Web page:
In the early nineteen hundreds, thousands and thousands of Jewish youths from Germany left for America. To our sorrow, their parents lost all connection with them. This left thousands of parents without any help or support when they grew old. There were old people simply dying in their houses without anyone even realizing. My grandfather, the Rabbi of Lubeck, thought, “I must build an old age home for these people.” He decided he would look for new contributors, people that never gave to holy causes like this before. He heard that the banker of the German Kaiser was a Jew. Why was he a Jew? Simply because the Kaiser never asked him to convert – all the Kaiser worried about was that he should take care of the money. But if the Kaiser asked him to convert, he would; that’s what they told my grandfather about him. This man had certainly never associated himself with anything Jewish. But what do we know about a Jewish soul, the depths of the Jewish soul?

My grandfather went to Baron von Bleichroeder’s palace, and they brought him to his office. All of a sudden the Baron stood up when he saw my grandfather. He went over to him, kissed his hand, and started crying. He said, “Rabbi, you must know that G-d sent you to me. I’m seventy years old. Today is my birthday, and last night I cried the whole night. I thought, ‘I’m Jewish, but I’ve never spoken to my brethren. I never spoke to someone who could purify my soul.’ Today you came to me.”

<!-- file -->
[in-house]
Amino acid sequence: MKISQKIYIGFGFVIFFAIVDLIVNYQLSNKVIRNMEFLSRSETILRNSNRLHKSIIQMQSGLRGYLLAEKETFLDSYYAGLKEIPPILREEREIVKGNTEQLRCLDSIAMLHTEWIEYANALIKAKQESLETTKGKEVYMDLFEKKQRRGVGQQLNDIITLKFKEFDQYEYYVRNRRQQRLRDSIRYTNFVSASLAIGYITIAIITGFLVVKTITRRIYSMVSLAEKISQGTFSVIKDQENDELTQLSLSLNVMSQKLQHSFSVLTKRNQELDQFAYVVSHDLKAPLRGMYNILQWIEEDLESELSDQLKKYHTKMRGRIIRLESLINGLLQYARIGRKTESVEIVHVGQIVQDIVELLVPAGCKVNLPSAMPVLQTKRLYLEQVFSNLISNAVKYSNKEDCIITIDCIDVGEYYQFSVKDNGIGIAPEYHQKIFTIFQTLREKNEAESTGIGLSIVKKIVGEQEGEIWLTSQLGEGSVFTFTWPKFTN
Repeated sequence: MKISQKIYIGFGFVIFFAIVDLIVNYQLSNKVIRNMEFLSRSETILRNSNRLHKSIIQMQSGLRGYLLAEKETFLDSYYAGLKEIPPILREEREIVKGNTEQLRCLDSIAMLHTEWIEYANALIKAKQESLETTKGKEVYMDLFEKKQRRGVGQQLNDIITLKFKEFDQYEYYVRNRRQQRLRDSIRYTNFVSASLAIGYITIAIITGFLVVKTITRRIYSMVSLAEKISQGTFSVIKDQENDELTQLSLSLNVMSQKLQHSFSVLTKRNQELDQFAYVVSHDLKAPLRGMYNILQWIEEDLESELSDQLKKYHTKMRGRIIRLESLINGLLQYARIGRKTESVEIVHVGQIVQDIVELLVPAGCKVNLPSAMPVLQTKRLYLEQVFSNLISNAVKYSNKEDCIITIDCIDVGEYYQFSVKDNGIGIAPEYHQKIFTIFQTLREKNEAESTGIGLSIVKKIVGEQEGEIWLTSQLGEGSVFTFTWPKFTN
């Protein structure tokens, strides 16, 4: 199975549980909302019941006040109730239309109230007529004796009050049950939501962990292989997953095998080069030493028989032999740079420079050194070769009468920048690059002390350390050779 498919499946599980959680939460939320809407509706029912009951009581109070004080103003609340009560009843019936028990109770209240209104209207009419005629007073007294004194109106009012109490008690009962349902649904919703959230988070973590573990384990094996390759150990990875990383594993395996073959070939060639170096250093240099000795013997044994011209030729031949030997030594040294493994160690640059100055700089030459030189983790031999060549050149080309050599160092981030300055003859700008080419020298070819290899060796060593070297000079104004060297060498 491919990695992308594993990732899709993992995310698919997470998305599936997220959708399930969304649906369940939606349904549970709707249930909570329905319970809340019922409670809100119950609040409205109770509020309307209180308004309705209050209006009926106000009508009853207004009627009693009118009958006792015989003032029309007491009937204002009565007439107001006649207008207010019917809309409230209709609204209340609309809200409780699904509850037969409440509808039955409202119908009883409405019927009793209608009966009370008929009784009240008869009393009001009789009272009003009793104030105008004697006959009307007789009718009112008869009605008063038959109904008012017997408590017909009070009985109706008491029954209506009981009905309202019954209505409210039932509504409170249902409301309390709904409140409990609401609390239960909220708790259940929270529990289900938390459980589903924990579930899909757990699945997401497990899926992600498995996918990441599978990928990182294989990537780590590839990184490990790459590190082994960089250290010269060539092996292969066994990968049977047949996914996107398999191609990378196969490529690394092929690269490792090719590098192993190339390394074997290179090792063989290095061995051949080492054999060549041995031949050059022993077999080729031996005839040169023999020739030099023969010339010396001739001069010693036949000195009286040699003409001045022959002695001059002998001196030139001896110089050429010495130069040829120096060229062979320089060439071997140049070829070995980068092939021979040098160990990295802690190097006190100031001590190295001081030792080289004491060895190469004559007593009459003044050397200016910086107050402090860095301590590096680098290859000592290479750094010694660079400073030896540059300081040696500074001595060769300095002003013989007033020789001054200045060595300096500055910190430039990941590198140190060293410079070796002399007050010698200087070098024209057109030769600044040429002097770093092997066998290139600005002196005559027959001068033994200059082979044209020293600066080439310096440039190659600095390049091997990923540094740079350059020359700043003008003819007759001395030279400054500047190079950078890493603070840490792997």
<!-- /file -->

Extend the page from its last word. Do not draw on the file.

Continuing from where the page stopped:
They became close friends. Anything that my grandfather asked of him, the Baron did immediately. He built a huge building for an old age home. It was the first old age home in Germany, and probably the first in the whole of Europe. (To our great sorrow, the building was totally destroyed, because the Nazis, yimach shmam, made it into their headquarters.) After five years during which my grandfather spoke with the Baron almost every day, he got a call from the Baron’s son, who said, “Holy Rabbi, you were my father’s best friend. My father wasn’t a simple man. This morning I entered his office and saw a letter on his desk. This is what was written: ‘If G-d forbid, I don’t get up tomorrow morning, I want only Rabbi Carlebach to eulogize me. If he cannot, I don’t want any eulogy.’ I ran into my father’s bedroom, but he was already in Heaven.”

My grandfather said a hesped, a eulogy for the Baron, and understandably, the Kaiser of Germany with all his family came to the funeral. The brother of the Czar of Russia came too, and the kings of England, Denmark, Sweden, Norway – all the European leaders.

Now I can return to the original story with the General. When my father asked him how he knew the Rabbi of Lubeck, he answered, “I was fortunate enough to be there when Rabbi Carlebach eulogized Baron von Bleichroeder. Let me tell you, generals don’t cry and they don’t laugh. My heart is dead, and my soul died before I as born, because you can’t be a general and remain a person. I don’t believe in anything. If you came and told me that half the world just died, I wouldn’t blink an eye. But one time in my life, I cried like a baby for a quarter of an hour. Once in my life, I believed in people, in a living G-d. Once in my life, I prayed that G-d would forgive my sins. That was when your father spoke.”